Thanks to my wonderful girlfriend I was lucky enough to attend the USF vs. West Virginia game in September. Along with Link and Big Mike we watched as a young program burst onto the national scene with a rousing 21-13 victory over the Mountaineers.
One of things that stood out to me was a fan sitting in front of me. It was a gentleman in his mid 40’s who was sporting a brand new USF visor to go along with his brand new USF T-Shirt and always classic camouflage shorts. As he and his drunken fans leered at the college girls walking by I noticed that he sported a cell phone holder on his belt. What kind of cell phone holder? Why a Florida Gator one of course.
That is the crux of the problem that now faces Bulls. What becomes of the fans that made their way to the front of the bandwagon while USF was crashing the party at the top of the BCS polls? Do they stay or do they go back to their Gators or ‘Noles or, God forbid, their ‘Canes? For the better part of two months even the Buccaneers and their decent start to the NFL season took a back seat to the wunderkinds of the Big East.
A reported 67,012 fans showed up for that match-up against West Virginia on September 28. It was a Friday night, but for once the fans were actually in their seats at kickoff. Maybe the fact that many of them had been tailgating since 10.00AM helped them show up on time, but still for a town that rivals Los Angeles for its game time tardiness it was an impressive feat.
However, now that the buzz around town has worn off what will become of the crowds? Thursday’s uninspired 30-27 loss to Rutgers destroyed any chance the Bulls had at winning the national title. It allows the smug commentators the satisfaction of knowing that the upstarts from Tampa won’t ruin their prestigious end of the season party. Will it affect the crowds?
The Bulls have the honor of playing in a large stadium. Whereas it doesn’t rival the seating capacity of Penn State or Michigan (both of whom can boost attendance over 100,000) it is still a fairly large stadium. More importantly when the stadium is full it is a very loud arena.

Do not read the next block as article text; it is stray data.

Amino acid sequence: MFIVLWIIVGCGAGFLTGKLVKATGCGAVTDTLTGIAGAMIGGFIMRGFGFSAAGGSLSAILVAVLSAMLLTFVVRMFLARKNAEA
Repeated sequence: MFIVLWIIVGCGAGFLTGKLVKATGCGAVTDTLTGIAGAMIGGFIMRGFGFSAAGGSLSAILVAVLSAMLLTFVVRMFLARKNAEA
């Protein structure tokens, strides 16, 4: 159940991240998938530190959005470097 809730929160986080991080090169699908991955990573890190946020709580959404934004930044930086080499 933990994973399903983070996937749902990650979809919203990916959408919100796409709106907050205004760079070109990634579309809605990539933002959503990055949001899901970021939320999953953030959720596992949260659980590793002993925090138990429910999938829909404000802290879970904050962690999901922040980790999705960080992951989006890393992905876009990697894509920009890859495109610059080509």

However, when it’s not full it has a dreary feeling to it. All of the empty red seats clash with the scattered green shirts in the near empty stadium. The student section is rowdy as always, but in other sections the atmosphere resembles a Saturday afternoon youth soccer game more than a major college football match. That is why fans outside of the TBA ridicule USF on message boards and leading analysts decry their tradition, or lack thereof.
In the future questions should be focused on how the team is playing, not where the school is located. More wins on the field and more support from the town will render the question of “Why is the University of South Florida located in the middle of the state?” moot. Win on the field and the taunts about geography will seem childish coming from fans of other teams.
USF, whose football team is only 11 seasons old, has to earn respect. Jim Leavitt’s leadership is slowly allowing them to do it on the field where early season upsets of Auburn and West Virginia shot the team up the BCS rankings. To earn respect off the field the fans need to continue to show up even if the ESPN cameras aren’t going to be there.
The Bulls are still in the hunt for the Big East championship and with that a bid to a major bowl. They need the fans to shrug off the loss to Rutgers and move on. The big test comes on November 3rd when the team plays at Raymond James once again. Will there be over 60,000 screaming fans there or 25,000 semi-inspired, glad to be outside on a Saturday afternoon quasi fans?
The answer to that question will show how far along this program has truly come along over the last few years.